Our general impression of the camera is sweet with most of the photographs we snapped appearing pin-sharp and full of detail.
When the sunshine is sweet the Phone (1) holds its own but shooting in trickier situations can see this device struggle in comparison with costlier phones. We did also find some oversaturated colors at times.
Nothing Phone (1) review: Camera sample
Nothing Phone (1) camera sample
Together with standard images, there’s also a wide-angle option and 2X zoom plus you get the standard Night Mode for shots when the sun goes down.
Night Mode can take some hugely impressive photos without the necessity for a flash but the outcomes is usually a bit hit or miss so you will should be patient.
One final thing we noticed in regards to the camera is that it will possibly be a little bit sluggish with the shutter not all the time snapping a shot if you tap the capture button. It doesn’t occur on a regular basis but is usually a tad annoying especially when you desire to photograph something quickly.
The Night Mode could be pretty hit or miss
We won’t talk in regards to the Extras without mentioning the Glyph Interface. Nothing has packed around 900 LED lights into the rear casing of this device which flickers and glows when notifications come through.
Similar to ringtones, these flashes could be customised depending in your taste and different themes may even be assigned to contacts so you realize who’s ringing without the screen. These lights may show how much charge is within the battery when it’s plugged in and there is the choice to make them shine when shooting video – a bit like a hoop light. Yes, the Glyph Interface is a complete gimmick but there’s something really fun about it and there are definitely times if you’ll make use of it.
The Glyph Interface glows when messages come through
Other extras value mentioning include a quick under-screen fingerprint scanner, a useful always-on screen and its design is IP53 rated for Splash, water and mud resistance.
You may fast charge the battery although Nothing doesn’t ship an influence brick within the box and there is also reverse wireless charging which implies you may pop your AirPods Pro on the rear case and provides them an influence boost. If you’ve got a 5G SIM you will get superfast downloads when away from fixed-line broadband.
Sadly, unlike most Android phones in the worth range, the device doesn’t include a case within the box so you will need to go to the Nothing Store to maintain things looking box fresh.
Nothing Phone (1) Android
Together with the design looking pretty unique, Nothing has also added its own styling to Android via its Nothing OS software.
It looks really fresh with the bespoke widgets, fonts, sounds and wallpapers adding a particular style when using the phone.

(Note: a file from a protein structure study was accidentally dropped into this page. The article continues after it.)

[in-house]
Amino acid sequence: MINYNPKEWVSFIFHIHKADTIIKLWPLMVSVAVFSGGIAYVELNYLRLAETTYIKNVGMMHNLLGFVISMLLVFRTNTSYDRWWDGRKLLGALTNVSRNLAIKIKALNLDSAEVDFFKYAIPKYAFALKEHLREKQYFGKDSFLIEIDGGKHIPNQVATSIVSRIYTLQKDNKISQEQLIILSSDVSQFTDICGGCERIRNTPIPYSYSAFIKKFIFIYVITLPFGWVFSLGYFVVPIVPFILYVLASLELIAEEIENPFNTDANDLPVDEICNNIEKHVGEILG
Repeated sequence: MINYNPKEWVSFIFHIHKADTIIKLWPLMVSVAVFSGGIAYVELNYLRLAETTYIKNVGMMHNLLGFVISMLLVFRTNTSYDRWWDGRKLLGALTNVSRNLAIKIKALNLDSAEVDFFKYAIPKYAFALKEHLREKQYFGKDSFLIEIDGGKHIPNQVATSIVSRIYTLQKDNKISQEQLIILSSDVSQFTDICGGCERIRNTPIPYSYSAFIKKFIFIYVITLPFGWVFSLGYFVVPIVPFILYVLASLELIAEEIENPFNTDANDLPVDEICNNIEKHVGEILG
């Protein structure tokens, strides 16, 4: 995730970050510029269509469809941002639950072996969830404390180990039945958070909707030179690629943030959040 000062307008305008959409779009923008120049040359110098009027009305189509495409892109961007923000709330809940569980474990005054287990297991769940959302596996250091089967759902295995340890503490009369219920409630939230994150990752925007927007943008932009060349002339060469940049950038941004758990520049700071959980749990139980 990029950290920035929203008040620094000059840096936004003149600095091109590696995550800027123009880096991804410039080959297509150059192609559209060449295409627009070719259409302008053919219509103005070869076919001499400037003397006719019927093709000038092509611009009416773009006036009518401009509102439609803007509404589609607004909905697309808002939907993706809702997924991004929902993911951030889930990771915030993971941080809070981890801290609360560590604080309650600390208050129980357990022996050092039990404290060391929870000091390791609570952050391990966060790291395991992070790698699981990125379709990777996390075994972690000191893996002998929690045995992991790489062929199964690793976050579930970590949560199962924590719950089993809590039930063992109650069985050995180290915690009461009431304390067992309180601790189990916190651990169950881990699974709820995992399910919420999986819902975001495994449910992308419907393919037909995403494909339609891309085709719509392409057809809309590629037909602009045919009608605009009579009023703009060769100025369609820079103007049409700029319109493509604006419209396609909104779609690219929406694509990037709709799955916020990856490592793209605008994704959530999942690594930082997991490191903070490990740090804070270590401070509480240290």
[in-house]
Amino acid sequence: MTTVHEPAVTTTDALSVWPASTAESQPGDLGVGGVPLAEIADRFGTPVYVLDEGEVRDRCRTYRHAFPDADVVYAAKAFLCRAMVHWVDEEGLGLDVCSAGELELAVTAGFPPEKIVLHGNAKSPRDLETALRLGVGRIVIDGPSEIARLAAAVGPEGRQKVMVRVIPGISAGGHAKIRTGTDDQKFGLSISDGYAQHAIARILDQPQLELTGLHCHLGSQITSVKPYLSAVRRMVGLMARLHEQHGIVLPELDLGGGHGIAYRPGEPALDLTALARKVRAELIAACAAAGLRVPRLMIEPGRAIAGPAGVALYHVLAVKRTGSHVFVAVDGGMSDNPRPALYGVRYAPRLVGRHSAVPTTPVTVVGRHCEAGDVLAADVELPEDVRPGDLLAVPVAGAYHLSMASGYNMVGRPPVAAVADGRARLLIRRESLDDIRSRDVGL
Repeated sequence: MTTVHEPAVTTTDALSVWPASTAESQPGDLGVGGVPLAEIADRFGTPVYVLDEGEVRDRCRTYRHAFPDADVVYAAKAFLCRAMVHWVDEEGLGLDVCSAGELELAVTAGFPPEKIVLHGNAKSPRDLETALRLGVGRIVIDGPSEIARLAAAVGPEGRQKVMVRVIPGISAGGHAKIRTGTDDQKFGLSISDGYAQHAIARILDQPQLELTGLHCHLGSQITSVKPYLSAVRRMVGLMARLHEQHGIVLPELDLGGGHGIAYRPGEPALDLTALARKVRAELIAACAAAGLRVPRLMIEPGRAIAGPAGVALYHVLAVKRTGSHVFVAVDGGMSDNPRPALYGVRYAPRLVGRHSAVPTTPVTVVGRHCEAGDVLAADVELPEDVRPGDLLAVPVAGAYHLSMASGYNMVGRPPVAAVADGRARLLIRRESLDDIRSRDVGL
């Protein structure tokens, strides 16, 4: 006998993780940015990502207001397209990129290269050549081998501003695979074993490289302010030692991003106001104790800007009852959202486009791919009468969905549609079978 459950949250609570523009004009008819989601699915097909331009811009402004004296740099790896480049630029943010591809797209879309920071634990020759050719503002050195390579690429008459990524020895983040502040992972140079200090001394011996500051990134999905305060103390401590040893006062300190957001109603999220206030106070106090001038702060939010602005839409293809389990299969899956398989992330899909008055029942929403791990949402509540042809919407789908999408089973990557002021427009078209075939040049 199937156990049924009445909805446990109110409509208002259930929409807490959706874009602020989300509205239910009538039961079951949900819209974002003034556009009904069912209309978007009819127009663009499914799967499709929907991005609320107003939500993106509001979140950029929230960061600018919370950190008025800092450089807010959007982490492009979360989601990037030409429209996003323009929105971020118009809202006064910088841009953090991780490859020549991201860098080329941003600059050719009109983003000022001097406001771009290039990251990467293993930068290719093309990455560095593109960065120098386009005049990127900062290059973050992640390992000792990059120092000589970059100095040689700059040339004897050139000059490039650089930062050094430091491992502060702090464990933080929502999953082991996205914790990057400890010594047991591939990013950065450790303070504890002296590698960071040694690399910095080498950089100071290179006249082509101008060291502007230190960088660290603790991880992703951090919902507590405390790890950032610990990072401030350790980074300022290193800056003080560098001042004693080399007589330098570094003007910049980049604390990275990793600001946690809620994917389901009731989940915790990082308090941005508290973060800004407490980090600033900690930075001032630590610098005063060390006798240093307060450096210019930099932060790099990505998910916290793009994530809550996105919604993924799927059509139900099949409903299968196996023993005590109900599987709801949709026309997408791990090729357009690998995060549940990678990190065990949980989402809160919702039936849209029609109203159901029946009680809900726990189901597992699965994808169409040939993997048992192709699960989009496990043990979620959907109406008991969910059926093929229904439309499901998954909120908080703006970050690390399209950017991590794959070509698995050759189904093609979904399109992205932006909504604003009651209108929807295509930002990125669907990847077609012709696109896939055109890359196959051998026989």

There’s also no bloatware to be seen and it includes some nice bonuses akin to the power to unlock Tesla cars with none additional apps and you may even check the Apple’s AirPods battery status.
Nothing also says it delivers speed where it’s needed most with smart software that learns out of your usage. Most-used apps load super-fast; the remaining are frozen to conserve power.
Nothing Phone (1) review
Nothing Phone (1) Price
Although prices start from £399 that does not inform you the entire story and things do get barely complicated so bear with us. That low price is for the Black model with 8GB of RAM and 128GB of storage. This Black version can also be available with 8GB RAM and 256GB storage for £449 or 12GB RAM 256GB storage for £499.
For those who want the white version you then’ll need at the very least £449 in your checking account as Nothing isn’t selling this model with that entry-level 128GB of storage.
Together with the Nothing Phone (1) being on sale SIM free you can even pick it up on contract from O2 with this network having exclusive rights to sell this device within the UK.
Full pricing below.
Nothing Phone (1) review
Nothing Phone (1) Verdict
Nothing Phone (1) review – at a look
What We Loved
- Unique design makes it stand out
- Glyph Interface is fun
- Speedy 120Hz screen
- A great deal of premium features for £399
- No bloatware
What We Didn’t Love
- Nothing is latest to the market
- Some battery life and performance issues
- Contracts only available on O2 within the UK
Android phones have just got exciting again! Nothing has really pulled something super unique out of the bag with its Phone (1) a design offering and features which have never been seen before. There’s also loads of premium technology tucked inside akin to reverse wireless charging and that 120Hz screen for a bargain £399 price.
The camera is pretty good, it’s fully 5G ready and the Nothing OS software makes things on the display feel fresh and exclusive.
With a lot praise you is likely to be pondering of rushing straight out to purchase one but there are some niggles that would put you off.
The camera performance is erratic at times and the weird battery drain is a worry. There have also been reports on social media of users affected by strange screen issues although that is not something we have witnessed ourselves.
That is Nothing’s very first phone and it’s no surprise that there might be teething problems – even Apple and Samsung have had issues previously when launching all-new devices. Who can forget the batteries exploding on the Galaxy Note 7 or antenna-gate on the iPhone 4.
We’re very smitten with the Nothing Phone (1) and might highly recommend it – especially for that ludicrously low £399 price. Just remember that Nothing hasn’t yet got an extended track record for producing phones and meaning being an early adopter does include a component of risk.